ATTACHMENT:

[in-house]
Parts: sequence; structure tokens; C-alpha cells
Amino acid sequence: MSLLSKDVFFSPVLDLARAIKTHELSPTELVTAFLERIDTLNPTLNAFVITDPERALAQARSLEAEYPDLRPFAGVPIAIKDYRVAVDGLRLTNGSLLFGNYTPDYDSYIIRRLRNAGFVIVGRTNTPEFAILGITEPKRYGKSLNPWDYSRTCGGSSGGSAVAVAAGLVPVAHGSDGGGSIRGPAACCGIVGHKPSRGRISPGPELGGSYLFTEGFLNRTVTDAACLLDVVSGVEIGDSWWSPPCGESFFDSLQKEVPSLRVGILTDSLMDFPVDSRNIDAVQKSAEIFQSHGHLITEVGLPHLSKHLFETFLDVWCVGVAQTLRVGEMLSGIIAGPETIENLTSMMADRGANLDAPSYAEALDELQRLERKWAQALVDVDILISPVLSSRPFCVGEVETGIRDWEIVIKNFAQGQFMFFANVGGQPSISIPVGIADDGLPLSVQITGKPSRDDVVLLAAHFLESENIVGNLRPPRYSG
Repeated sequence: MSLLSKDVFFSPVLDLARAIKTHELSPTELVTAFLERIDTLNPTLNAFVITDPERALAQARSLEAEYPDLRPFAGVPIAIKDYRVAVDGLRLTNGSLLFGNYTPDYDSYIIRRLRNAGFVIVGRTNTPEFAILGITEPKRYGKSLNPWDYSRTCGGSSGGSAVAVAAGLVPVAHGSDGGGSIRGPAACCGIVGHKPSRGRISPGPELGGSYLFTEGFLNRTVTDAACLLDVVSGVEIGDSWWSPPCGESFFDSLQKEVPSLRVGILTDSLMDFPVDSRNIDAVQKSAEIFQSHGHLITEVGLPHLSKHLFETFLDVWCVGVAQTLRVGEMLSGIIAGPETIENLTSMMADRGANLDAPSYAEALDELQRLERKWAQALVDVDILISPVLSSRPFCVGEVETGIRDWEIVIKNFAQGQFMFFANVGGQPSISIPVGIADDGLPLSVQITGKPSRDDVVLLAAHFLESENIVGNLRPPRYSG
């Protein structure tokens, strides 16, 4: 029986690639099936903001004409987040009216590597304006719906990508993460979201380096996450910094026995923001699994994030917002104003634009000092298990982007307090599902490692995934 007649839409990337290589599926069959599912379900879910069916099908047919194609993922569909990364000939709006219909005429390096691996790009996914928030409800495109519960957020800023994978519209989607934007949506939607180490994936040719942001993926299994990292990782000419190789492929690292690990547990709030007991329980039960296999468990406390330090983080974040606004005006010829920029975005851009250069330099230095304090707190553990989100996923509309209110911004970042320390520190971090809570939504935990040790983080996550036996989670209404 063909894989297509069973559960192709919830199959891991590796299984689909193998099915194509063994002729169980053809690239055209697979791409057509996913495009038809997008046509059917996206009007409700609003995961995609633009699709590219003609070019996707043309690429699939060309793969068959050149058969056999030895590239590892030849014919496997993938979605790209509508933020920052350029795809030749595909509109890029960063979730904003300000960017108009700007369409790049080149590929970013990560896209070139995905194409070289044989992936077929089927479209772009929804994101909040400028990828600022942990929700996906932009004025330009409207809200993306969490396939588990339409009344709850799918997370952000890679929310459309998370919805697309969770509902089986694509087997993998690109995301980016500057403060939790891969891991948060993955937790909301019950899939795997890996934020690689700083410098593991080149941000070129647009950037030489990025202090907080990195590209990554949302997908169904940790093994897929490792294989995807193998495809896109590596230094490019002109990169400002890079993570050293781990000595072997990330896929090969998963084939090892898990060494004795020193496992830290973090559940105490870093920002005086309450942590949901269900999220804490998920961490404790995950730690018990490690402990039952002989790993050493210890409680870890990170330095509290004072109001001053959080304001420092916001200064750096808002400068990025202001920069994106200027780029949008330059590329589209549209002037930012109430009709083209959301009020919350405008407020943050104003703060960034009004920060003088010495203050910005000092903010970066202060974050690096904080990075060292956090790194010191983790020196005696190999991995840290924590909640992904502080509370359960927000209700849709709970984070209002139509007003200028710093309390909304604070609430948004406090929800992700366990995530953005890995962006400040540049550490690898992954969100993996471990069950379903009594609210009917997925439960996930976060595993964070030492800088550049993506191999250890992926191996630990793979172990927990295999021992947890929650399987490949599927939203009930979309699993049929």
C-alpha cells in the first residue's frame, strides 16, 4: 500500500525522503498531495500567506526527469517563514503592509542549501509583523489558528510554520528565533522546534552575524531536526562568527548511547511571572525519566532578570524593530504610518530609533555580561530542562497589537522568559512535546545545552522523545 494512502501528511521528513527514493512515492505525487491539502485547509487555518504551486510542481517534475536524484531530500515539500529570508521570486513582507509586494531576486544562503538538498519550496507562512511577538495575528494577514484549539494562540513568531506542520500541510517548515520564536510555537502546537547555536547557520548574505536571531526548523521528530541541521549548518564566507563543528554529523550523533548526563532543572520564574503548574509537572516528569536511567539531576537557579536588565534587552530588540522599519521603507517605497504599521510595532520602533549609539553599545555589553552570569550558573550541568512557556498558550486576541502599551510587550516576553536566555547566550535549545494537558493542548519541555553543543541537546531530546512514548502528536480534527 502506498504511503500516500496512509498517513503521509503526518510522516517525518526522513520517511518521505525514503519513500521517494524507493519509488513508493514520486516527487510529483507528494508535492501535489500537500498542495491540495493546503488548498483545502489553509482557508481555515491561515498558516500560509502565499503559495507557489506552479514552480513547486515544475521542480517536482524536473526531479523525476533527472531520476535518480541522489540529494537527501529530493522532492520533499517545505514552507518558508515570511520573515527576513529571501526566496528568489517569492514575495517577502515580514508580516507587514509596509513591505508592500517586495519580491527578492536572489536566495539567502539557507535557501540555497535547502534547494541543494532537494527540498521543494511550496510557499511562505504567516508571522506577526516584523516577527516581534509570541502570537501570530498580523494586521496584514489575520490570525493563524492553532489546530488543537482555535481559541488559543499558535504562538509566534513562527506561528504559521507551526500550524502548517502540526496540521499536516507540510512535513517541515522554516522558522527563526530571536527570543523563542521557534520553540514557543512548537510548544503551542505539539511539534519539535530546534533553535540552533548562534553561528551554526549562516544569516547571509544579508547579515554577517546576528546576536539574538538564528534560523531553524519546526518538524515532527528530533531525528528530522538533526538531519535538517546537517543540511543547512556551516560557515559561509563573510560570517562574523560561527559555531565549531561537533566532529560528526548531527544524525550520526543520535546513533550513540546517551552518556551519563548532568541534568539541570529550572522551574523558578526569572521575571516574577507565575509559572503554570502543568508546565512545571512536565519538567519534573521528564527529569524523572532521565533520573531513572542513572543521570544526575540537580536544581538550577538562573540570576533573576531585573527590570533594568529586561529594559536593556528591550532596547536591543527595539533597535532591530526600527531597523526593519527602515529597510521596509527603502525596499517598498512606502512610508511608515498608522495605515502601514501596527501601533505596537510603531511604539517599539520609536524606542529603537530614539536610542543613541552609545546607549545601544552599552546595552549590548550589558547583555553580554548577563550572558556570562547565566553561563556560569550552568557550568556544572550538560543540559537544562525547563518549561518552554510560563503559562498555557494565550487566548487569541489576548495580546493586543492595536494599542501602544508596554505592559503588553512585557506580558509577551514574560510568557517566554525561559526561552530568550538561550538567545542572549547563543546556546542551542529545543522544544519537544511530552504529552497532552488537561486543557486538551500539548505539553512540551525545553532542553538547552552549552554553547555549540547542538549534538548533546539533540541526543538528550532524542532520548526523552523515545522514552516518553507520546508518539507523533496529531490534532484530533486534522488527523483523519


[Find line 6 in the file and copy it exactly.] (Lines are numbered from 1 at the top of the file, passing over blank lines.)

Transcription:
C-alpha cells in the first residue's frame, strides 16, 4: 500500500525522503498531495500567506526527469517563514503592509542549501509583523489558528510554520528565533522546534552575524531536526562568527548511547511571572525519566532578570524593530504610518530609533555580561530542562497589537522568559512535546545545552522523545 494512502501528511521528513527514493512515492505525487491539502485547509487555518504551486510542481517534475536524484531530500515539500529570508521570486513582507509586494531576486544562503538538498519550496507562512511577538495575528494577514484549539494562540513568531506542520500541510517548515520564536510555537502546537547555536547557520548574505536571531526548523521528530541541521549548518564566507563543528554529523550523533548526563532543572520564574503548574509537572516528569536511567539531576537557579536588565534587552530588540522599519521603507517605497504599521510595532520602533549609539553599545555589553552570569550558573550541568512557556498558550486576541502599551510587550516576553536566555547566550535549545494537558493542548519541555553543543541537546531530546512514548502528536480534527 502506498504511503500516500496512509498517513503521509503526518510522516517525518526522513520517511518521505525514503519513500521517494524507493519509488513508493514520486516527487510529483507528494508535492501535489500537500498542495491540495493546503488548498483545502489553509482557508481555515491561515498558516500560509502565499503559495507557489506552479514552480513547486515544475521542480517536482524536473526531479523525476533527472531520476535518480541522489540529494537527501529530493522532492520533499517545505514552507518558508515570511520573515527576513529571501526566496528568489517569492514575495517577502515580514508580516507587514509596509513591505508592500517586495519580491527578492536572489536566495539567502539557507535557501540555497535547502534547494541543494532537494527540498521543494511550496510557499511562505504567516508571522506577526516584523516577527516581534509570541502570537501570530498580523494586521496584514489575520490570525493563524492553532489546530488543537482555535481559541488559543499558535504562538509566534513562527506561528504559521507551526500550524502548517502540526496540521499536516507540510512535513517541515522554516522558522527563526530571536527570543523563542521557534520553540514557543512548537510548544503551542505539539511539534519539535530546534533553535540552533548562534553561528551554526549562516544569516547571509544579508547579515554577517546576528546576536539574538538564528534560523531553524519546526518538524515532527528530533531525528528530522538533526538531519535538517546537517543540511543547512556551516560557515559561509563573510560570517562574523560561527559555531565549531561537533566532529560528526548531527544524525550520526543520535546513533550513540546517551552518556551519563548532568541534568539541570529550572522551574523558578526569572521575571516574577507565575509559572503554570502543568508546565512545571512536565519538567519534573521528564527529569524523572532521565533520573531513572542513572543521570544526575540537580536544581538550577538562573540570576533573576531585573527590570533594568529586561529594559536593556528591550532596547536591543527595539533597535532591530526600527531597523526593519527602515529597510521596509527603502525596499517598498512606502512610508511608515498608522495605515502601514501596527501601533505596537510603531511604539517599539520609536524606542529603537530614539536610542543613541552609545546607549545601544552599552546595552549590548550589558547583555553580554548577563550572558556570562547565566553561563556560569550552568557550568556544572550538560543540559537544562525547563518549561518552554510560563503559562498555557494565550487566548487569541489576548495580546493586543492595536494599542501602544508596554505592559503588553512585557506580558509577551514574560510568557517566554525561559526561552530568550538561550538567545542572549547563543546556546542551542529545543522544544519537544511530552504529552497532552488537561486543557486538551500539548505539553512540551525545553532542553538547552552549552554553547555549540547542538549534538548533546539533540541526543538528550532524542532520548526523552523515545522514552516518553507520546508518539507523533496529531490534532484530533486534522488527523483523519